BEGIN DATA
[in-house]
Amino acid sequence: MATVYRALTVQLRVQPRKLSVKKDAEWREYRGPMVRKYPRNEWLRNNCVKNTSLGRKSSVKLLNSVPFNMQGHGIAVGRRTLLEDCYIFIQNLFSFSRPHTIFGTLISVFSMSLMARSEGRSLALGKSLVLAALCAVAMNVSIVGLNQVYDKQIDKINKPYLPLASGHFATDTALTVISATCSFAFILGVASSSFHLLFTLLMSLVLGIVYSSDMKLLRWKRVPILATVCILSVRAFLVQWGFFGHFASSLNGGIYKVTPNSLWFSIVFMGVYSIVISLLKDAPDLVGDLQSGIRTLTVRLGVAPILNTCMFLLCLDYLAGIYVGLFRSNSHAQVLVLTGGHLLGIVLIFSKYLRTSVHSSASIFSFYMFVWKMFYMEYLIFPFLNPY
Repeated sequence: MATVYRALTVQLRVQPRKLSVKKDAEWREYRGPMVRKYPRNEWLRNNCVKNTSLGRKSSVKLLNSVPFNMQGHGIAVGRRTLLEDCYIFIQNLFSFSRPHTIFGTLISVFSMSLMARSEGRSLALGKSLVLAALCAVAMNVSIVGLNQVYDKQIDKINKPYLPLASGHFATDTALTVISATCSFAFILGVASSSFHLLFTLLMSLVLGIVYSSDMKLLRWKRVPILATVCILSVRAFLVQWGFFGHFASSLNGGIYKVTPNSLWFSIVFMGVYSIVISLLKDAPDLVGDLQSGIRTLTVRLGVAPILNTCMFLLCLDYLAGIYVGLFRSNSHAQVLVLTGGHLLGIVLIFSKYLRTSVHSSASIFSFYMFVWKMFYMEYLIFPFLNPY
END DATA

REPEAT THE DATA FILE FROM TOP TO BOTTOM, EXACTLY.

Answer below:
[in-house]
Amino acid sequence: MATVYRALTVQLRVQPRKLSVKKDAEWREYRGPMVRKYPRNEWLRNNCVKNTSLGRKSSVKLLNSVPFNMQGHGIAVGRRTLLEDCYIFIQNLFSFSRPHTIFGTLISVFSMSLMARSEGRSLALGKSLVLAALCAVAMNVSIVGLNQVYDKQIDKINKPYLPLASGHFATDTALTVISATCSFAFILGVASSSFHLLFTLLMSLVLGIVYSSDMKLLRWKRVPILATVCILSVRAFLVQWGFFGHFASSLNGGIYKVTPNSLWFSIVFMGVYSIVISLLKDAPDLVGDLQSGIRTLTVRLGVAPILNTCMFLLCLDYLAGIYVGLFRSNSHAQVLVLTGGHLLGIVLIFSKYLRTSVHSSASIFSFYMFVWKMFYMEYLIFPFLNPY
Repeated sequence: MATVYRALTVQLRVQPRKLSVKKDAEWREYRGPMVRKYPRNEWLRNNCVKNTSLGRKSSVKLLNSVPFNMQGHGIAVGRRTLLEDCYIFIQNLFSFSRPHTIFGTLISVFSMSLMARSEGRSLALGKSLVLAALCAVAMNVSIVGLNQVYDKQIDKINKPYLPLASGHFATDTALTVISATCSFAFILGVASSSFHLLFTLLMSLVLGIVYSSDMKLLRWKRVPILATVCILSVRAFLVQWGFFGHFASSLNGGIYKVTPNSLWFSIVFMGVYSIVISLLKDAPDLVGDLQSGIRTLTVRLGVAPILNTCMFLLCLDYLAGIYVGLFRSNSHAQVLVLTGGHLLGIVLIFSKYLRTSVHSSASIFSFYMFVWKMFYMEYLIFPFLNPY